Robert MacLean had been waiting seven years for resolution of his whistleblower complaint against the federal Transportation Security Administration (TSA). Justice finally seemed near when the U.S. Court of Appeals for the Federal Circuit ruled in his favor on April 26. But, now, the Department of Homeland Security (TSA’s parent agency) is trying to drag out the case for additional months and possibly years at a cost to taxpayers that is hard to justify.
MacLean’s troubles began after he disclosed a change to TSA policy that would have left passenger flights vulnerable to terrorists. As a result of his disclosure, Congress ensured that the change would not be implemented. MacLean, who may have prevented a repeat of the 9/11 attacks, should have been commended for his good judgement and courage. But, the mandarins at TSA seem to prefer unquestioning obedience to strengthening national security. They retroactively designated the information MacLean disclosed as Sensitive Security Information (SSI), then fired him for disclosing SSI.
In a case so clearly offensive to fairness, it should have been possible to restore MacLean to his job within weeks. But, the “justice” process for federal employees doesn’t work that way; it barely works at all. The odds of a federal employee prevailing in any of the special courts assigned to hear their complaints are said to be less than three percent, and whistleblower cases may drag on for years and years. Retaliating officials are defended by government attorneys who pass on the expense to taxpayers. In contrast, whistleblowers have to find their own attorneys and pay fees of $200-400 an hour. For most, it becomes a question of “How much justice can I afford?”
There’s a financial breaking point for nearly every whistleblower, and the government does its best to achieve it through endless delays. Even when there is no credible excuse, the government delays. What it lacks in legal brilliance it makes up for with old-fashioned stonewalling. For vindictive government officials it’s all good because even when the government loses a case, the public pays the cost of that, too. Retaliating officials and their co-conspirators are rarely punished and many receive bonuses and promotions–also at taxpayer expense. Perversely, the only costs associated with whistleblower cases that the public are not forced to cover are the costs of protecting whistleblowers from illegal government retaliation. In essence, taxpayers are paying for the bullets used to shoot down brave individuals trying to protect the rest of us from harm.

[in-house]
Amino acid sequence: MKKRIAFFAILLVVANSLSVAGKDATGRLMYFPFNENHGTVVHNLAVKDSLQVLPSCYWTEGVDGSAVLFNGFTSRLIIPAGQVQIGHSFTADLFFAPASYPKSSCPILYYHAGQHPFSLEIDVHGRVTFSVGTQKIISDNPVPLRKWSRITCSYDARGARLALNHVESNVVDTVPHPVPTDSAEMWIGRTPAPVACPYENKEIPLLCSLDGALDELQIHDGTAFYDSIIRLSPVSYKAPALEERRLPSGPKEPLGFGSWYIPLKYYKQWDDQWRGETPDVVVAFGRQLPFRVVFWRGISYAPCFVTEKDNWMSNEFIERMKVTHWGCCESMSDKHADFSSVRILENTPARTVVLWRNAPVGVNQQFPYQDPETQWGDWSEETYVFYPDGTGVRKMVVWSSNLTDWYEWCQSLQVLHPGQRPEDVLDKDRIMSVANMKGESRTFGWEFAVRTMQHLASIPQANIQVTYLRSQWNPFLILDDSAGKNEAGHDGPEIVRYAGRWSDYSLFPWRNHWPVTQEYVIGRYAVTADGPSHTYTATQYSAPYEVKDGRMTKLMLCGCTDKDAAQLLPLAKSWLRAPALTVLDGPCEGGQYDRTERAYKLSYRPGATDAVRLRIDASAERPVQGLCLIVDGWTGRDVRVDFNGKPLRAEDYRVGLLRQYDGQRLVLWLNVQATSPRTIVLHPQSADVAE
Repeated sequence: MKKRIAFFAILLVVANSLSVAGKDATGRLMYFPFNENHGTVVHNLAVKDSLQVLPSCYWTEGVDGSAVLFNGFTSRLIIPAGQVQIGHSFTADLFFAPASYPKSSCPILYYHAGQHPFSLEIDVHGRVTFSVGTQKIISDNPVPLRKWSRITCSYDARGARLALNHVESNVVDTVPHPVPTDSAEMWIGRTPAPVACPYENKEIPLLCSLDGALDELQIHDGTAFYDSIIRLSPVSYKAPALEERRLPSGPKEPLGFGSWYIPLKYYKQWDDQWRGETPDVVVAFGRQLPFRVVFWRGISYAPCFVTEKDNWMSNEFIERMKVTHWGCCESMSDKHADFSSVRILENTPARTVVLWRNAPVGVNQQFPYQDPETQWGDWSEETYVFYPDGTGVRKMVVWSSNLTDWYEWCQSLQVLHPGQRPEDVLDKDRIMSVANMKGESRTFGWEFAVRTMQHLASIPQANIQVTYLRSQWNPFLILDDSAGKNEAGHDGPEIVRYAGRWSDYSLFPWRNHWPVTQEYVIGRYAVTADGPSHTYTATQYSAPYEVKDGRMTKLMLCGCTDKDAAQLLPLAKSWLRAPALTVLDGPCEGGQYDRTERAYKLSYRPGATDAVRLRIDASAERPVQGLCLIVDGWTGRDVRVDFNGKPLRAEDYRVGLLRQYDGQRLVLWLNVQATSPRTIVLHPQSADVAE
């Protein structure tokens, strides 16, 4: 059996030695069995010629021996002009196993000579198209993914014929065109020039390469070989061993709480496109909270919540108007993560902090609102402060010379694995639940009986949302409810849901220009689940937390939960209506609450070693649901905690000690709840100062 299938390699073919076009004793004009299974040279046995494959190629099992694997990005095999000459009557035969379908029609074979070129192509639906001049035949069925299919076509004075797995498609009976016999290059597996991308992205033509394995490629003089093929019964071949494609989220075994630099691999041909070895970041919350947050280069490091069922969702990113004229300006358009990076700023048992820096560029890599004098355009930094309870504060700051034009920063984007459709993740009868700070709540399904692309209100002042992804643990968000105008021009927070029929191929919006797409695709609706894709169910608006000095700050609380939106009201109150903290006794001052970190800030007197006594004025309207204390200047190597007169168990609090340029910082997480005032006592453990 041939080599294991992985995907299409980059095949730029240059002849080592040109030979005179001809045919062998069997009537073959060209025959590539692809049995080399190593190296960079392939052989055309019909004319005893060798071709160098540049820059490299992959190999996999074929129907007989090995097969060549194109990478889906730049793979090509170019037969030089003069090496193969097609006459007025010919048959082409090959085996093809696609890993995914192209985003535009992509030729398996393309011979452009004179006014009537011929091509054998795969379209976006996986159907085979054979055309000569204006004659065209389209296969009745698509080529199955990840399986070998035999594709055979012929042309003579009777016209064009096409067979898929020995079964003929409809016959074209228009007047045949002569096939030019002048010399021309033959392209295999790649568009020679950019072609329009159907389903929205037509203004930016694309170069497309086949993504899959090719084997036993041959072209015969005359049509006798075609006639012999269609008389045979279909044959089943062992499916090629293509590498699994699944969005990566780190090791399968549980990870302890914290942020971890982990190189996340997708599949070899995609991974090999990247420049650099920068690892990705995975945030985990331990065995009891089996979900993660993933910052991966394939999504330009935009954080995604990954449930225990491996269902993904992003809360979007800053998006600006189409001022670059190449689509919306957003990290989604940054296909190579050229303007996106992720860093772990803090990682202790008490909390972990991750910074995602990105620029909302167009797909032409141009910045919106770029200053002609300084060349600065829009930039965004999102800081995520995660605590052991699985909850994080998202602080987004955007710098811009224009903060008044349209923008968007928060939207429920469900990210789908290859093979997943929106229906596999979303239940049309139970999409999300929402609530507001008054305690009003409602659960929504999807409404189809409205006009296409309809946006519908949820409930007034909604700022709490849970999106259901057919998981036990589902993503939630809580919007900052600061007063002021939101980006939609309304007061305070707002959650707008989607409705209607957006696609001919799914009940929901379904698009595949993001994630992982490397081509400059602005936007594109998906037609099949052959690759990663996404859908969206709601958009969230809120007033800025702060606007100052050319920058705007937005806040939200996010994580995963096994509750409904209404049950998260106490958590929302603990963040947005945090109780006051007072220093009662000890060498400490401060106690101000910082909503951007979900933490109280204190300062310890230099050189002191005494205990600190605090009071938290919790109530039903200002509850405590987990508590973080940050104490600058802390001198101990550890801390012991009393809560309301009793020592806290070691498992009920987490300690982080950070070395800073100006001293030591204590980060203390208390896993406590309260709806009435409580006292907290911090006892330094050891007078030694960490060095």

Increasingly, it seems, the Executive Branch is using whistleblowers as pawns in alarming power grabs. In Maclean, for example, the government argued that it had the right to deny a whistleblower the protections of the Whistleblower Protection Act (WPA) because, in other legislation, Congress had authorized DHS to issue regulations for the protection of Sensitive Security Information.
The Merit Systems Protection Board or MSPB (itself part of the Executive Branch) agreed with the DHS’ expansive view of executive powers. But, the U.S. Court of Appeals for the Federal Circuit reversed the MSPB’s decision, noting that Congress had clearly indicated that it did not want DHS to have such broad authority. Indeed, three members of Congress submitted friend-of-the-court briefs in support of Mr. MacLean.
The appeals court ruled that “Mr. MacLean’s disclosure is not “specifically prohibited by law” within the meaning of the WPA.” In other words, Congress, not the Executive Branch, is empowered to decide the extent of whistleblower protections. The court thus reaffirmed the separation of powers doctrine that is central to the U.S. Constitution, our chief protection against tyrannical government.
Nevertheless, the DHS seems determined to find some loophole in that ruling to exploit–regardless of the cost to taxpayers and while the rest of government struggles with major budget cuts. On May 3, the DHS filed a request with the court for an extension of time of “60 days, up to and including August 9, 2013” to file a petition for rehearing or rehearing en banc.”
“This case involves a sensitive issue of law that requires careful review and deliberation by the Department of Homeland Security, the Department of Transportation, and other interested agencies. Additional time is needed to continue these discussions. In addition, we must secure the Solicitor General’s permission before filing any such petition. We anticipate that an additional 60 days will provide the Solicitor General sufficient time to determine whether the United States will file any further request for review and for the undersigned counsel to adequately prepare and obtain the necessary supervisory approval prior to filing the petition.”
The request by DHS delays justice for Robert MacLean, at a minimum, an additional 60 days (on top of the 45 days automatically granted). If the DHS succeeds in getting another layer of review, the delay could extend another year or longer. Taxpayers and Mr. MacLean will pay the costs of these delays, and for what? An end run around Congress? To punish a conscientious civil servant?
In cases like MacLean’s, the rights of all Americans as well as those of the whistleblower are at stake. For our own protection, we the taxpayers need to make our voices heard. We should begin by petitioning the administration not to appeal the Federal Circuit’s decision in the MacLean case. Secondly, we should press Congress for legislation that levels the playing field for whistleblowers–financially as well as legally–in recognition that the whistleblower’s interests are intertwined with those of the nation.
Photo by purpleslog @ Flickr (Creative Commons license)